March 6, 2016. President Trump signed a new Executive Order (EO) today, restricting travel to the US for nationals of six, mainly Muslim, countries. The order replaces the earlier EO, which has been on hold due to ongoing litigation.
The new EO bans travel to the US for nationals of the 6 countries for 90 days, if they don't have a green card or an existing visa permitting them to enter the US.
The new order makes the following changes to the original plan.
Iraq has been removed from the list of affected countries, leaving Iran, Libya, Somalia, Sudan, Syria and Yemen. However, Iraqi nationals will need "thorough review" before any immigration benefit is granted. According to the EO "Such review shall include consideration of whether the applicant has connections with ISIS or other terrorist organizations or with territory that is or has been under the dominant influence of ISIS, as well as any other information bearing on whether the applicant may be a threat to commit acts of terrorism or otherwise threaten the national security or public safety of the United States."
Unlike the previous EO, which had immediate effect, the new EO takes effect on March 16, 2017.
Who is Excluded from the Ban?
The ban does not apply to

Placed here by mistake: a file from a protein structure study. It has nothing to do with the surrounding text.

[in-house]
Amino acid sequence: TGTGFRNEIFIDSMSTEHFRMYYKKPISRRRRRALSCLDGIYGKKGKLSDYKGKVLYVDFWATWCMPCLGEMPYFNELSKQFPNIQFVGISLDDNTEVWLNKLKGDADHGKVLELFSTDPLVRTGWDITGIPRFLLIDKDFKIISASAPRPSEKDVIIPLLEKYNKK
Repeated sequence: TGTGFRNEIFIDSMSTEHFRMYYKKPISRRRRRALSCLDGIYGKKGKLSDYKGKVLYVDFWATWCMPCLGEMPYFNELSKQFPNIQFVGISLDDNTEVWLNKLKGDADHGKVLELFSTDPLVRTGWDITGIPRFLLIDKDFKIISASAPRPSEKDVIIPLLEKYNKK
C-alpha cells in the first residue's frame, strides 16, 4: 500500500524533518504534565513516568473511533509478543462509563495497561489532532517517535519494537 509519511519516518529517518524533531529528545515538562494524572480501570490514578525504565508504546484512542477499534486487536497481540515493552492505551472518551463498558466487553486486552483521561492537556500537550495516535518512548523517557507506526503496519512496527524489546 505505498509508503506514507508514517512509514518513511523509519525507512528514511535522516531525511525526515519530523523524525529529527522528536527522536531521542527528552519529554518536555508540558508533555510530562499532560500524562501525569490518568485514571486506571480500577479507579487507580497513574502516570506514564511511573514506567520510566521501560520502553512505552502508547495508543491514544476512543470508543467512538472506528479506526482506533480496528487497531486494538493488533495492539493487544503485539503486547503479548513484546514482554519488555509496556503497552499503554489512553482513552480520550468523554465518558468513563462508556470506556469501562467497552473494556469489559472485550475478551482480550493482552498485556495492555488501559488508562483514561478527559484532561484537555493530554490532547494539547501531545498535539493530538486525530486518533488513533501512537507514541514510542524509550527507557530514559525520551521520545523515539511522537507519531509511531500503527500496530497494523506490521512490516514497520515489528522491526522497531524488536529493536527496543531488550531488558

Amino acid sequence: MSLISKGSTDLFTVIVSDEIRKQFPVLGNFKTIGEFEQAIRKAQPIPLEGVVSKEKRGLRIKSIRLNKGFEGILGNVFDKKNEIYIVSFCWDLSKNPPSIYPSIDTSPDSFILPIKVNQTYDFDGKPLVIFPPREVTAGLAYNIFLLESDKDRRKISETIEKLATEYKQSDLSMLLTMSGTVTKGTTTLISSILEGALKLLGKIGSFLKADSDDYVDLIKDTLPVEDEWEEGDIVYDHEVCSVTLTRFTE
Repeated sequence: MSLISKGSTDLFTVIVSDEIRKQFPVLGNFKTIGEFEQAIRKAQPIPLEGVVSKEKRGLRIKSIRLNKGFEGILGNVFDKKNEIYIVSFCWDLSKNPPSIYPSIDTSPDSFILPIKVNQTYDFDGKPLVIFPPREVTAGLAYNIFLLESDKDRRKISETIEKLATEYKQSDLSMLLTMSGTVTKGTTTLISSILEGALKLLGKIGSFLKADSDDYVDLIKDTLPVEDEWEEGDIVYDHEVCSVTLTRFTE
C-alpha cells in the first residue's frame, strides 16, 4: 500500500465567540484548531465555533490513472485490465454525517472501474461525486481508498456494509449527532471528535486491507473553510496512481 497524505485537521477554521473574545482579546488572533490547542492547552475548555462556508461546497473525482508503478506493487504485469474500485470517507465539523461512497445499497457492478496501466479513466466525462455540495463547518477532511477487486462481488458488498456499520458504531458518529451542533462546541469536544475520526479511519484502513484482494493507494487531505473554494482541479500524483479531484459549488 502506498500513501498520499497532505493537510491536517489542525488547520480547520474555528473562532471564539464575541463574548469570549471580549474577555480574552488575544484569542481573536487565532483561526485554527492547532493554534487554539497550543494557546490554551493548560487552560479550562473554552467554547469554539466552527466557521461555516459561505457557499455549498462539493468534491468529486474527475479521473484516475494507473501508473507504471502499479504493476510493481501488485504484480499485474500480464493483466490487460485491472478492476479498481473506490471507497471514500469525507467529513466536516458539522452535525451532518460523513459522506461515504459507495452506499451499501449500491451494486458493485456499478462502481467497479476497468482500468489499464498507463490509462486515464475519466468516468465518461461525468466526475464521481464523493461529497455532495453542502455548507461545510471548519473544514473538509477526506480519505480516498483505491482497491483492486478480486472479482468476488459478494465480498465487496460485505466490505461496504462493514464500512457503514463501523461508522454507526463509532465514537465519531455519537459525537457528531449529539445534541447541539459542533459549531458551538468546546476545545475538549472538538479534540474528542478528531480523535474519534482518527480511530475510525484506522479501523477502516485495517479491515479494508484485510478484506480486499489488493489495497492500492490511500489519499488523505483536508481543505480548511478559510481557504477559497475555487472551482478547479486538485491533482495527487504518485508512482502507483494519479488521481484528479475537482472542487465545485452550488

Are There Exceptions to the Ban?
The EO allows for consulates to grant visas in exceptional circumstances, where the foreign national can show "...undue hardship, and that his or her entry would not pose a threat to national security and would be in the national interest."
The list of circumstances warranting a waiver are:
The new EO suspends refugee applications for 120 days and caps the number of refugees at 50,000.
This is a very initial analysis of the new Executive Order, and new details and interpretations will emerge daily. Please contact Elaine Martin, immigration lawyer, with questions.
For more information, please see
DHS FAQ on new Executive Order
DHS Fact Sheet on new Executive Order
ACLU Planning Legal Challenge to new Executive Order
UPDATED January 30, 2017. Changes in italics
The situation is changing hourly, so please check back frequently as we update this alert.
What countries are affected by the ban?